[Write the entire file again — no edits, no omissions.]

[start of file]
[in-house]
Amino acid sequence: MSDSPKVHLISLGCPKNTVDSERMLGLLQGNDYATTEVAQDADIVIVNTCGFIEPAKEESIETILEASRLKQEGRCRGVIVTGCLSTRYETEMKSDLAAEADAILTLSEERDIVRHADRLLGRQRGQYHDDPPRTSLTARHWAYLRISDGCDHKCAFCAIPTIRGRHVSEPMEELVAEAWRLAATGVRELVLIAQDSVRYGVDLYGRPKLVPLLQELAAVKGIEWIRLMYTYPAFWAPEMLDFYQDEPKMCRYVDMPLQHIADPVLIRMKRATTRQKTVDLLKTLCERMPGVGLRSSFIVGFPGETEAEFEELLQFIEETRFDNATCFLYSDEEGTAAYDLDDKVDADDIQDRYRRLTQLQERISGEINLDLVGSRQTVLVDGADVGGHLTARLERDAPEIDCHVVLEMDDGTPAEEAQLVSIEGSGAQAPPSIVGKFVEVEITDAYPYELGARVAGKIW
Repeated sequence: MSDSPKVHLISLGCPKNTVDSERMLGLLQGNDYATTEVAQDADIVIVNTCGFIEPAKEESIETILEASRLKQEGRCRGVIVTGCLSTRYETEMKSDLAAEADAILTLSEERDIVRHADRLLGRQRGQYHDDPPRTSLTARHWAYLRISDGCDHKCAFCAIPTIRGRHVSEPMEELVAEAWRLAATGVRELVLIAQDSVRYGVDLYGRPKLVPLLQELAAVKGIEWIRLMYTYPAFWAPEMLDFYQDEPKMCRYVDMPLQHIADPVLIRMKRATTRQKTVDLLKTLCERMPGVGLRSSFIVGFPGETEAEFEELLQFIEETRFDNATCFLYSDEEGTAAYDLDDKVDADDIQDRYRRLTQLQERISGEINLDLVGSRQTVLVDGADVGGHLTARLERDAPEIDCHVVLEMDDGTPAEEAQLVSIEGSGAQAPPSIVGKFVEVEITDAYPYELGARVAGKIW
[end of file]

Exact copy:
[in-house]
Amino acid sequence: MSDSPKVHLISLGCPKNTVDSERMLGLLQGNDYATTEVAQDADIVIVNTCGFIEPAKEESIETILEASRLKQEGRCRGVIVTGCLSTRYETEMKSDLAAEADAILTLSEERDIVRHADRLLGRQRGQYHDDPPRTSLTARHWAYLRISDGCDHKCAFCAIPTIRGRHVSEPMEELVAEAWRLAATGVRELVLIAQDSVRYGVDLYGRPKLVPLLQELAAVKGIEWIRLMYTYPAFWAPEMLDFYQDEPKMCRYVDMPLQHIADPVLIRMKRATTRQKTVDLLKTLCERMPGVGLRSSFIVGFPGETEAEFEELLQFIEETRFDNATCFLYSDEEGTAAYDLDDKVDADDIQDRYRRLTQLQERISGEINLDLVGSRQTVLVDGADVGGHLTARLERDAPEIDCHVVLEMDDGTPAEEAQLVSIEGSGAQAPPSIVGKFVEVEITDAYPYELGARVAGKIW
Repeated sequence: MSDSPKVHLISLGCPKNTVDSERMLGLLQGNDYATTEVAQDADIVIVNTCGFIEPAKEESIETILEASRLKQEGRCRGVIVTGCLSTRYETEMKSDLAAEADAILTLSEERDIVRHADRLLGRQRGQYHDDPPRTSLTARHWAYLRISDGCDHKCAFCAIPTIRGRHVSEPMEELVAEAWRLAATGVRELVLIAQDSVRYGVDLYGRPKLVPLLQELAAVKGIEWIRLMYTYPAFWAPEMLDFYQDEPKMCRYVDMPLQHIADPVLIRMKRATTRQKTVDLLKTLCERMPGVGLRSSFIVGFPGETEAEFEELLQFIEETRFDNATCFLYSDEEGTAAYDLDDKVDADDIQDRYRRLTQLQERISGEINLDLVGSRQTVLVDGADVGGHLTARLERDAPEIDCHVVLEMDDGTPAEEAQLVSIEGSGAQAPPSIVGKFVEVEITDAYPYELGARVAGKIW